The best late-night companion for Comedy Central’s long-running “The Daily Show” may just be “The Daily Show.”
The ViacomCBS cable outlet will expand Trevor Noah’s late-night showcase to 45 minutes per night during production that takes place during the coronavirus. It’s the first time since the franchise launched in 1996 with Craig Kilborn that it will get that much time allocated to it. The new parameters start this evening with the show’s 11 p.m. broadcast, expanding duties for host Noah, the show’s array of contributors, and its writing and production staff.
The 45-minute timeframe is not expected at present to last beyond the show’s pandemic efforts, which are being done remotely, without a live audience or a studio. Comedy Central intends to follow the 45-minute “Daily” with airings of other programs like “Crank Yankers” or repeats of “The Office.”
The programming move shows Comedy Central testing a new wee-hours strategy. For years, “Daily Show” was paired with great success with “The Colbert Report,” a half-hour orchestrated by former “Daily” contributor Stephen Colbert. He played a bloviating political commentator, a smart move as cable news grew more partisan while MSNBC and Fox News Channel gained audience. That format dovetailed well with Jon Stewart’s tenure at “Daily,” which has often portrayed itself as a satire of a typical newscast.
Yet Comedy Central has faced headwinds in late night since Colbert left the network in 2014 to seize the reins of “The Late Show” on CBS. Two new programs featuring “Daily Show” alumni – Larry Wilmore and Jordan Klepper – did not perform to executives’ expectations when they were set to follow “Daily,” and Comedy Central recently decided not to bring back David Spade’s “Lights Out,” which launched in the 11:30 p.m. slot in July of last year. Spade’s program was hatched as a bid to capture viewers who had plenty of alternatives to political comedy in late night. But the show was launched during the tenure of former Comedy Central chief Kent Alterman. Since Viacom and CBS merged, programming executive Chris McCarthy has taken oversight of the comedy-focused cable outlet.
“Daily Show” is Comedy Central’s signature program, and has been an instrumental part of the overall business of the former Viacom. “Daily” brings in a younger cohort of viewers than most of its late-night competitors, and by extending to 11:45 p.m., it will compete more directly with the TV’s three biggest late-night programs: NBC’s “Tonight Show Starring Jimmy Fallon,” ABC’s “Jimmy Kimmel Live,” and CBS’ “Late Show With Stephen Colbert.” Where that last show was once a competitor, Colbert and Noah now work for the same media conglomerate, ViacomCBS.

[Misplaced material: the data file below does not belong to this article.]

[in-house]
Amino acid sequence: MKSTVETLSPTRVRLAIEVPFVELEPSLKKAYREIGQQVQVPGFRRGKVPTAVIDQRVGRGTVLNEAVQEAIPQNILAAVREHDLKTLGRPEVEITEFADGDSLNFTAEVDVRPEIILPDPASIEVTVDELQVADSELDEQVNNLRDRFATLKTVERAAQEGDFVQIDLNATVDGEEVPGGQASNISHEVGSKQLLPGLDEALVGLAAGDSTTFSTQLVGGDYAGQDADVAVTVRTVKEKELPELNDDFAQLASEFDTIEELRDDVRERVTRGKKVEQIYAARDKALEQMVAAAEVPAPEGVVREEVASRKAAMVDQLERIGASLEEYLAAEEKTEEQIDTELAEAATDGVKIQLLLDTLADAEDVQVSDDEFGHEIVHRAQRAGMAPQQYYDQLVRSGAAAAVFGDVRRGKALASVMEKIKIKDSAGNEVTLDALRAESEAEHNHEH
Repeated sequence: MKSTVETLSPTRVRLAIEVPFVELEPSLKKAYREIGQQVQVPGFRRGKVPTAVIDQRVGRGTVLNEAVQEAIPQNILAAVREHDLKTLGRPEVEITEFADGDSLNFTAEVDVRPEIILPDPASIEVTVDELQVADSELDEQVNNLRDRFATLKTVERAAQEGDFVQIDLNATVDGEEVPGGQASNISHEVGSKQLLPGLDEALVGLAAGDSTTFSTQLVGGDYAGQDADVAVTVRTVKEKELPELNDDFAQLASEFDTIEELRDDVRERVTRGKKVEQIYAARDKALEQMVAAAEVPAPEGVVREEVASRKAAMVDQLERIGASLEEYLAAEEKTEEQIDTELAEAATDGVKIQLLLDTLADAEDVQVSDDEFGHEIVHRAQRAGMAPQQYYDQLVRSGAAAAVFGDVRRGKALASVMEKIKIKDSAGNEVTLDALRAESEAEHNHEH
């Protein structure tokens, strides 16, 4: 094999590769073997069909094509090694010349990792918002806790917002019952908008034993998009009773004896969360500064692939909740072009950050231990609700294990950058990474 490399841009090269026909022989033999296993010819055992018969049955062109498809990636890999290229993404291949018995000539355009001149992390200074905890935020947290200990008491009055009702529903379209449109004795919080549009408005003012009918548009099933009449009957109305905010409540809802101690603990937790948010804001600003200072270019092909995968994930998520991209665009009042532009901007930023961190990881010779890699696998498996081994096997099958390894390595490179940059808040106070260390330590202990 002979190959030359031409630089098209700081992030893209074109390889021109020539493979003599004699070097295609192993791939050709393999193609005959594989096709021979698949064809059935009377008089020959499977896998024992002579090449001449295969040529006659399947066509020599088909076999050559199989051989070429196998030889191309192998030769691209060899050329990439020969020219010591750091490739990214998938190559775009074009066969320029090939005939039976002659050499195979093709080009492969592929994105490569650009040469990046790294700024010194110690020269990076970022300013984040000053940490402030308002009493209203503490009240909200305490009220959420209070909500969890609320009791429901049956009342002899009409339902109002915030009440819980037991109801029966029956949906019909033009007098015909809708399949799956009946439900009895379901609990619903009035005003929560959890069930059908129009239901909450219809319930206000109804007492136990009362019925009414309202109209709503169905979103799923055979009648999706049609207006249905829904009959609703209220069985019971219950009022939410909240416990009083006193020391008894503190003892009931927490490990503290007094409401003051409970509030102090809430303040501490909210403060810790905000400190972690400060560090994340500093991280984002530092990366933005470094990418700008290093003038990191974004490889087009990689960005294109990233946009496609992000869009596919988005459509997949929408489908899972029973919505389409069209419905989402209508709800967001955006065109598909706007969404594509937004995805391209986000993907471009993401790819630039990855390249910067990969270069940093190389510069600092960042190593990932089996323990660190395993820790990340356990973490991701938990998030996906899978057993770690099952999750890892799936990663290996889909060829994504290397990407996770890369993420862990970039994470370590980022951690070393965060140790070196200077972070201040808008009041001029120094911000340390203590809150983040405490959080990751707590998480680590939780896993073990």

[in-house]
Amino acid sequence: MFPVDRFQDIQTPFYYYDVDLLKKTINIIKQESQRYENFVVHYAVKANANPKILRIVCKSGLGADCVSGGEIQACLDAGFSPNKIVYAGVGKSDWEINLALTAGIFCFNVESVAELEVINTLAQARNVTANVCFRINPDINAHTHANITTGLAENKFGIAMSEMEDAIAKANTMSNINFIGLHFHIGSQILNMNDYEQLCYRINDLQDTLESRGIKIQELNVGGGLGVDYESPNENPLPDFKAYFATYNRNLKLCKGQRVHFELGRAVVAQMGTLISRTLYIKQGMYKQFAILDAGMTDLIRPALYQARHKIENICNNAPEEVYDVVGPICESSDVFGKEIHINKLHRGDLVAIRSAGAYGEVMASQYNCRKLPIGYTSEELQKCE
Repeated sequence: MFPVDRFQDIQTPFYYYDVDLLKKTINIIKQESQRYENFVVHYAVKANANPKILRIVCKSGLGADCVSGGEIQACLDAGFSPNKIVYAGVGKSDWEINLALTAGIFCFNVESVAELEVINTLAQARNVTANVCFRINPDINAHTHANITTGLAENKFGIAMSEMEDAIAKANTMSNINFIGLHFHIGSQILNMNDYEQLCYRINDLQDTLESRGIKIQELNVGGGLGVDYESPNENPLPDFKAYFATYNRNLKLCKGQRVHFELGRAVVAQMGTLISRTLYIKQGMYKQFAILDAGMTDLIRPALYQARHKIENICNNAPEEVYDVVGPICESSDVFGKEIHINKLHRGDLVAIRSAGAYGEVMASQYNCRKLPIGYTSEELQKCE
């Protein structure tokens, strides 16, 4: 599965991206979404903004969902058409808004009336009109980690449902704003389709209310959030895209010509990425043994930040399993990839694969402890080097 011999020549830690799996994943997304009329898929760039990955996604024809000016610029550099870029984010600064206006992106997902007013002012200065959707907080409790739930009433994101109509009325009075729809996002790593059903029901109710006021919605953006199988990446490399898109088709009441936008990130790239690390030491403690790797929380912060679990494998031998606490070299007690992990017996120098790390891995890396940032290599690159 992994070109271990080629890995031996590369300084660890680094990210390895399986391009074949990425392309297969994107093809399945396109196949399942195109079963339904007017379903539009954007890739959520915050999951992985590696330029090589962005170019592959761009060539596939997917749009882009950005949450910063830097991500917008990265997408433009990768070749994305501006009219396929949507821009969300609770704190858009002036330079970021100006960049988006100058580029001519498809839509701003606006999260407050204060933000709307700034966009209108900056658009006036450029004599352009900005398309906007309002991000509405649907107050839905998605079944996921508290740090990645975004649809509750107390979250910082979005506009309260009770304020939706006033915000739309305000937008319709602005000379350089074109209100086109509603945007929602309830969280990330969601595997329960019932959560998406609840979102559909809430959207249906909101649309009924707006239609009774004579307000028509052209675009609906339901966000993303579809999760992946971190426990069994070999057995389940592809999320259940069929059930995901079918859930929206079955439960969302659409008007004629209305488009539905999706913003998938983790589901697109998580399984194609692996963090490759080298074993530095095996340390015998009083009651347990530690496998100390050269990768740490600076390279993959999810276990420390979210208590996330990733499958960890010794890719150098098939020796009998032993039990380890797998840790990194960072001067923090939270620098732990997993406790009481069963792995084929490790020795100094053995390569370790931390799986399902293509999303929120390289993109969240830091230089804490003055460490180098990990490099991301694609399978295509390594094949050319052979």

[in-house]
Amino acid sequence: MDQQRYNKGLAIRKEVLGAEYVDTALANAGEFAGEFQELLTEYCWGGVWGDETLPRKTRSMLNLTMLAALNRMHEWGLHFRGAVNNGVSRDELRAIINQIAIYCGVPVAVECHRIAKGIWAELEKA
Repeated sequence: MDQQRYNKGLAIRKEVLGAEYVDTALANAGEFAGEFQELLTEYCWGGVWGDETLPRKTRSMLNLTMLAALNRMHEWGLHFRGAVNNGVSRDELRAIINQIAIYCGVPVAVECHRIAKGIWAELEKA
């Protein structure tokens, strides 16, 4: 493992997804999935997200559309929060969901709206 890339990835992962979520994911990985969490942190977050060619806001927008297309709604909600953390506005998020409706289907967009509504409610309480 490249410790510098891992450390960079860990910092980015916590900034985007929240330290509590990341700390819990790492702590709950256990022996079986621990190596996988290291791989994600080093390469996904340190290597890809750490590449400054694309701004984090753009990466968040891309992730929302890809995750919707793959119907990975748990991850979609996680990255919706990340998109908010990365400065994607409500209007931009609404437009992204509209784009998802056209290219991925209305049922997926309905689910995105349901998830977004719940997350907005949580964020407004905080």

One other late-night program has tweaked its length as the format grapples with broadcasting during the coronavirus pandemic, which has scuttled normal production of all the shows in the genre. Most late-night shows depend heavily on having a live audience gather in a studio to provide energy, atmosphere and instant feedback. At ABC, Kimmel has been hosting a thirty-minute show during the pandemic, a move that allows the Disney-owned network to give an earlier berth to “Nightline,” the long-running newsmagazine that has focused entirely on coronavirus in recent weeks.
“Daily Show” has changed, too. These days, Noah holds forth from remotely from what appears to be an apartment, in a program the network now bills as a “Daily Social Distancing Show.” The host has landed early interviews in late-night with Dr. Anthony Fauci and New York Governor Andrew Cuomo. Comedy Central says the program this year has seen a 24% uptick in viewers between 18 and 34.